Angel Raudner
January 21, 2020

Thank you so much! Wish so many of my "natives" and Florida friendly, like Wild Coffee, were a bit more cold sensitive. Not sure how I'll have time and ability to protect my 100' hedge row, but we'll give it a valiant try.

Rancho Cordova Tree
January 9, 2020

You're very right about that! We completely agree!

North Shore
December 27, 2019

I want to give thanks to you for sharing such good information!! North Shore Tree Services

Tree Surgeon Hastings
September 23, 2019

Great Share! Hastings Tree Surgeon

YG
August 22, 2019

Cool stuff. Tree Service

Jessica M. Ryals

December 3, 2018

George, let's set up a time to talk! Give the Extension Office a ring: 239-252-4800 - Jessica

George
September 21, 2018

Who do I need too talk to the bosses on location??? Am a great talented Chef wanting my own business truck.And knowing dealing Bosses but you. Z And to put healthy great food for the tourists. I leave here for 5years and know know proveries and fisherman.. Gradauted CIAn 2005, like to know permits and costs before I get a food truck please let me know. Best Regards, George Vassilev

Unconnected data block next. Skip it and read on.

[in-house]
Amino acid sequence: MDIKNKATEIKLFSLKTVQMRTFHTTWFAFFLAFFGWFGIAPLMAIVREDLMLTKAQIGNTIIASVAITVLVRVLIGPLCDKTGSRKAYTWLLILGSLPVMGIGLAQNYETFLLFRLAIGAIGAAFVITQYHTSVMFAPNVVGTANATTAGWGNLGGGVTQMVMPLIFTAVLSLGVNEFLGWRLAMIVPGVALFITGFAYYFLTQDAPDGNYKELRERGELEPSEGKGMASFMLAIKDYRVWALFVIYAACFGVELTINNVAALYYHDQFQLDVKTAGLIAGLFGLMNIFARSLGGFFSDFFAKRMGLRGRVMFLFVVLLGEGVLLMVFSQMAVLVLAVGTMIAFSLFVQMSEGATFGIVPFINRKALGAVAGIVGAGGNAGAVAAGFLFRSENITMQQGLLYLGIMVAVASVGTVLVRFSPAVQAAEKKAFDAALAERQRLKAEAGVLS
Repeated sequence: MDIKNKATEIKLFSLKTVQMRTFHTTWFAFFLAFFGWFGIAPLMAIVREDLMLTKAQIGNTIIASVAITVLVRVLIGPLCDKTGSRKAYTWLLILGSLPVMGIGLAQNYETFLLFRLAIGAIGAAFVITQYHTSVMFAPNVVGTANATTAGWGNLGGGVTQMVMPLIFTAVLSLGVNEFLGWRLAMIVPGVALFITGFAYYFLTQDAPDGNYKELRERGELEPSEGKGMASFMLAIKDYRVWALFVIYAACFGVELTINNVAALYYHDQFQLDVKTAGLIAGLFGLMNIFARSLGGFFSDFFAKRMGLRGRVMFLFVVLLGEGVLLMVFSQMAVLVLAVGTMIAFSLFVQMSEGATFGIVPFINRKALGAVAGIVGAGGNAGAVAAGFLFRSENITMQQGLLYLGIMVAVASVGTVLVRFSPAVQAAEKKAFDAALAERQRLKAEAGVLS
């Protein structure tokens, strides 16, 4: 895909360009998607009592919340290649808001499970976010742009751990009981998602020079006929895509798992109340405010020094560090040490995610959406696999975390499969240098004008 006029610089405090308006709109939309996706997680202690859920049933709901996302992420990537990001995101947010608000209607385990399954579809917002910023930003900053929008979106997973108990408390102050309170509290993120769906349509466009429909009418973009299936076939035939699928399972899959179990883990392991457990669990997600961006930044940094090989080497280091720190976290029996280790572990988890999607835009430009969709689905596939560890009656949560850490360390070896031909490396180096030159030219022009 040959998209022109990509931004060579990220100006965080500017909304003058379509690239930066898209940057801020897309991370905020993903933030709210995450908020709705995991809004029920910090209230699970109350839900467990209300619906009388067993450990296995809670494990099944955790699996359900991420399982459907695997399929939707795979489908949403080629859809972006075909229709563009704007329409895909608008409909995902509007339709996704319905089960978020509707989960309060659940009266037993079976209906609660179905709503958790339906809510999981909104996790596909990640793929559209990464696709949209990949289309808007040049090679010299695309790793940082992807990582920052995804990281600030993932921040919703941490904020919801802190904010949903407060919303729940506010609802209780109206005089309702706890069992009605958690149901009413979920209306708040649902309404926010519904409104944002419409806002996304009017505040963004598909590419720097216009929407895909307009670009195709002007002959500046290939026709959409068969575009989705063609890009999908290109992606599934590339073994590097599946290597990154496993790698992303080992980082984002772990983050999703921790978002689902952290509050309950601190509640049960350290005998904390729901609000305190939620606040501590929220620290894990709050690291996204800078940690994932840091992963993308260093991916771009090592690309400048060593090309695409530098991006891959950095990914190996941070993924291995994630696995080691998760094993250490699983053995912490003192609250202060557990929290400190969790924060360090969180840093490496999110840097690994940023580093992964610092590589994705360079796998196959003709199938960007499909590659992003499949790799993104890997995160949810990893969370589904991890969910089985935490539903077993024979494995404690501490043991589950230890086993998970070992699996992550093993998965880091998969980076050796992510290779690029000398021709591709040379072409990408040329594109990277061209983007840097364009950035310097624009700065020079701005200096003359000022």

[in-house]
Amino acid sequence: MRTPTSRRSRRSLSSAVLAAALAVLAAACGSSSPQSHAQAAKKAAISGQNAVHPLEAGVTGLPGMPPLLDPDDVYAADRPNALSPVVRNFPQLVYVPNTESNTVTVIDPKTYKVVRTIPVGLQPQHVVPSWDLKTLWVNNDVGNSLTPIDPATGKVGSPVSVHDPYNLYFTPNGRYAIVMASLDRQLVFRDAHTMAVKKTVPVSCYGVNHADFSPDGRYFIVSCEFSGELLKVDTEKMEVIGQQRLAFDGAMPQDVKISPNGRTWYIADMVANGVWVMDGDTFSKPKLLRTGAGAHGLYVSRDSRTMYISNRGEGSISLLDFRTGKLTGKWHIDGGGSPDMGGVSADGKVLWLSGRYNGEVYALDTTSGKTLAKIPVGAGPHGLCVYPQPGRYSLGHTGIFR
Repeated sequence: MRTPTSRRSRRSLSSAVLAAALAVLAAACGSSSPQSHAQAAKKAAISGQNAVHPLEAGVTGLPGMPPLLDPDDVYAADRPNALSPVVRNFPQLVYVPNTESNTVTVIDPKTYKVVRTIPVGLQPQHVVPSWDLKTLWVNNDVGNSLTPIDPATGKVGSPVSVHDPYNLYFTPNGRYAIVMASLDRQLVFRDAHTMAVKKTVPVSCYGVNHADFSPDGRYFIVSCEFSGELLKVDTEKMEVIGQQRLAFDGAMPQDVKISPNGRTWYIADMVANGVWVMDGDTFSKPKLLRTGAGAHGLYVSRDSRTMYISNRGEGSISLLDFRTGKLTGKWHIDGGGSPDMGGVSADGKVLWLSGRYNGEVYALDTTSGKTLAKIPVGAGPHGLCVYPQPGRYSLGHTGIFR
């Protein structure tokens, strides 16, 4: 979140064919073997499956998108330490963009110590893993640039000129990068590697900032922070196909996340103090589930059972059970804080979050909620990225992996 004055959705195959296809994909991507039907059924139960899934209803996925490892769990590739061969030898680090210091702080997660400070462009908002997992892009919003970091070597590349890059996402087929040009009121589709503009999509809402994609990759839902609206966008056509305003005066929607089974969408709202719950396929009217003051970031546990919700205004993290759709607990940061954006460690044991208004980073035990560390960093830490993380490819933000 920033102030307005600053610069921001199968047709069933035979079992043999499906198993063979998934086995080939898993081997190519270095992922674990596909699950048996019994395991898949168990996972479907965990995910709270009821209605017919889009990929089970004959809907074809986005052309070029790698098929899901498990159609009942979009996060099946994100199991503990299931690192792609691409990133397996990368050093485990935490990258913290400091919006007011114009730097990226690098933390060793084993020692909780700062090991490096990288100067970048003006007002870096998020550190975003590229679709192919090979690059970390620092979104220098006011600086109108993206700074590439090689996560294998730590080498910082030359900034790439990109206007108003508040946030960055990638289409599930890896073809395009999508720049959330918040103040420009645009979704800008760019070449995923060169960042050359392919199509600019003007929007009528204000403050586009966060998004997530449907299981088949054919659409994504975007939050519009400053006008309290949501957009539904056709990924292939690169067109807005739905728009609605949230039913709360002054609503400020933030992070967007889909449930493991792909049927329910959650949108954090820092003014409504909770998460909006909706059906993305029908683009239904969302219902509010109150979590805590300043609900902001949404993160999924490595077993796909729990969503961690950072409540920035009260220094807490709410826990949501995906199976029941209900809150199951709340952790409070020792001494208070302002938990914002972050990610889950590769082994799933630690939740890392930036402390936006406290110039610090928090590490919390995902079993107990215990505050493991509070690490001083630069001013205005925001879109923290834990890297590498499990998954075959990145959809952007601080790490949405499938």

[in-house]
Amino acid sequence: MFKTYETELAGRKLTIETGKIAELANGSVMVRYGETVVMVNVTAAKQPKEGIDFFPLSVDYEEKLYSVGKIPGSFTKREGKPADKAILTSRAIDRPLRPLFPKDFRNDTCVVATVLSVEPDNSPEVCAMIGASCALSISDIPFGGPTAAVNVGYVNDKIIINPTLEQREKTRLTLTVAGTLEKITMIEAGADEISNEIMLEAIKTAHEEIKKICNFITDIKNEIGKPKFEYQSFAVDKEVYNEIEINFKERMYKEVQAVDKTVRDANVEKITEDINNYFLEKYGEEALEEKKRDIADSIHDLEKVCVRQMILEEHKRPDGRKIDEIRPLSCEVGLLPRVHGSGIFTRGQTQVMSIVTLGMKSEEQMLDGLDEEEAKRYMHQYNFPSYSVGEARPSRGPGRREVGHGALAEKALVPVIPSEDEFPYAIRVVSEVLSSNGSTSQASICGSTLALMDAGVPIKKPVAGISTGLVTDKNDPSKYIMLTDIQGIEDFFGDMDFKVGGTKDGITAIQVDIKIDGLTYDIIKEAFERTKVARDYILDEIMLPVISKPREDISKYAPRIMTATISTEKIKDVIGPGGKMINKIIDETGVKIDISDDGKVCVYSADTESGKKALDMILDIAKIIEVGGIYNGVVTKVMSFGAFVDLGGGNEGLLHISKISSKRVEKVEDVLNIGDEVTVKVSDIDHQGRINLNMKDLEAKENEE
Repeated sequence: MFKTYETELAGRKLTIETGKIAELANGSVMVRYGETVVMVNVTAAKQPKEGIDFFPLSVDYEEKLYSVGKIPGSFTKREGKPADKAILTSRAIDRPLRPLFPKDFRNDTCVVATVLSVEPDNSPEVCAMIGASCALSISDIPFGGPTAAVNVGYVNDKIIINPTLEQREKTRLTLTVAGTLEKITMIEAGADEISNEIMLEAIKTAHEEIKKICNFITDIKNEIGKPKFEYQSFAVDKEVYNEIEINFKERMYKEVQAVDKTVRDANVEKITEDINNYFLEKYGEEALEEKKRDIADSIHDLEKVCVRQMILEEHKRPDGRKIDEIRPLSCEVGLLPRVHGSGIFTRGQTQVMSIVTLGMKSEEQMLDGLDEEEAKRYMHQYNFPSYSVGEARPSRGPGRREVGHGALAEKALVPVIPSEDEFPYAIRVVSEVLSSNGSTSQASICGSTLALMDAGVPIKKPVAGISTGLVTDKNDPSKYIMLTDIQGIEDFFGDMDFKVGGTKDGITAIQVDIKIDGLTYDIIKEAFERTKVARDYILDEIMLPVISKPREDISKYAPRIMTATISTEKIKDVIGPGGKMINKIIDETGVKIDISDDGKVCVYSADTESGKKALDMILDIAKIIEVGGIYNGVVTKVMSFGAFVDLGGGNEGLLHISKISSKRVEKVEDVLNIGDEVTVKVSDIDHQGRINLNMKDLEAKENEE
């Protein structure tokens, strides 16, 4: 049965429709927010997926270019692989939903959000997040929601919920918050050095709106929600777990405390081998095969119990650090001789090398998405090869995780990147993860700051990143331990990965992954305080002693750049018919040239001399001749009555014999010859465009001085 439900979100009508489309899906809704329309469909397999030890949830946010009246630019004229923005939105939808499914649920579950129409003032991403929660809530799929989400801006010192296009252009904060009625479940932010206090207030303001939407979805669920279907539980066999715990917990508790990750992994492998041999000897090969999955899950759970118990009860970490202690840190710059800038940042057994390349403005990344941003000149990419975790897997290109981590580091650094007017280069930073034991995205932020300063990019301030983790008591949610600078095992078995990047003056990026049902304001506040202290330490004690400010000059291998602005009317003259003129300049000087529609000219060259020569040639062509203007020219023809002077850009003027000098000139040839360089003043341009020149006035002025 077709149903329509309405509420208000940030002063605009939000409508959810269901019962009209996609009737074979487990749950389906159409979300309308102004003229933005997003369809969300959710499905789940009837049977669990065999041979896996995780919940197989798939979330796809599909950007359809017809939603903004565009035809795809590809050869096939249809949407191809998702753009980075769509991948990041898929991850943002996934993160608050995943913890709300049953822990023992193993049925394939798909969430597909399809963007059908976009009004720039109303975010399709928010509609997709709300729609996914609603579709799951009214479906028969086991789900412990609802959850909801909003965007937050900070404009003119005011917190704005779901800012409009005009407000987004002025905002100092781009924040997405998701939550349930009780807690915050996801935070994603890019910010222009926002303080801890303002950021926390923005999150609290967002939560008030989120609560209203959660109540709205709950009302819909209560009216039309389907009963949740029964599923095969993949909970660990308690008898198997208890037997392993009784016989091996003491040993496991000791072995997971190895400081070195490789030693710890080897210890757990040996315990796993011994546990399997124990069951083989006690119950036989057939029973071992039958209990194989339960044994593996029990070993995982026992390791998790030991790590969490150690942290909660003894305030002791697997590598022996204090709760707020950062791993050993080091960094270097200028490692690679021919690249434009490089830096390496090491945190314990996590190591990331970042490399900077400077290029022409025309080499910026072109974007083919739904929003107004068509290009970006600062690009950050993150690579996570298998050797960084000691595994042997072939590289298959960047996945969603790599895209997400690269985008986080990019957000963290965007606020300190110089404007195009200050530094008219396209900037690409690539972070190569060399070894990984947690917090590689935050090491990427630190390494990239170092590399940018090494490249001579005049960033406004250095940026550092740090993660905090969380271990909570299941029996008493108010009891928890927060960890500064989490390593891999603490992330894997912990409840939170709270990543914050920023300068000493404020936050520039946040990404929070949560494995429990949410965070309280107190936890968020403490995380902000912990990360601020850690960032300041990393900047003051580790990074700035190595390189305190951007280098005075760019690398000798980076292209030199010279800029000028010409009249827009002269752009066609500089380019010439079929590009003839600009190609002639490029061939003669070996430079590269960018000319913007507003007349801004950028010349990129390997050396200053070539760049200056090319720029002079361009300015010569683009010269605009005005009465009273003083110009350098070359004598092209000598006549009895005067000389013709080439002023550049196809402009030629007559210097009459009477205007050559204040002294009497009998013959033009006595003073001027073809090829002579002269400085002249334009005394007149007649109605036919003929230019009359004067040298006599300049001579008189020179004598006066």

Jessica M. Ryals

September 4, 2018

Hi Seth, the event has already passed. Feel free to call our Collier County Extension Office at 239-252-4800.

Seth Trombley
August 31, 2018

Hi I want to buy 2 tickets to the Collier county tropical fruit road tour please give me a number to contact someone the link is not working for me. thank you

Doug Caldwell "Dr. Dougbug"

August 28, 2018

For the royal poinciana caterpillar, carbaryl or a pyrethroid (bifenthrin) should work. Remember just to spray the bole of the tree from the ground up to 3 or 4 feet. No need to spray the canopy as explained in the posted FSHS article.

Drew Ellison
August 28, 2018

So what do we use to kill them? Seven?

Annette Brody
July 18, 2018

Love the pics!!!!

joyce berkoski
March 15, 2018

Can't seem to be able to sign up for the ag tour. Would like to go, are there any available seats left. Thanks, Joyce Berkoski 239 732 5847

Kathy O’Connor, Driftwood Landscape
December 8, 2017

I want to compliment Jill for being the Naples face of American Farms. She is innovative knowledgeable and personable. You have a true Gem!

Dr. Steve Hardiman, Ed. D
December 6, 2017

We in Iowa followed the hurricane devastation in Naples and its impact on American Farms. Kudos to Alex and the employees for their efforts to rebuild.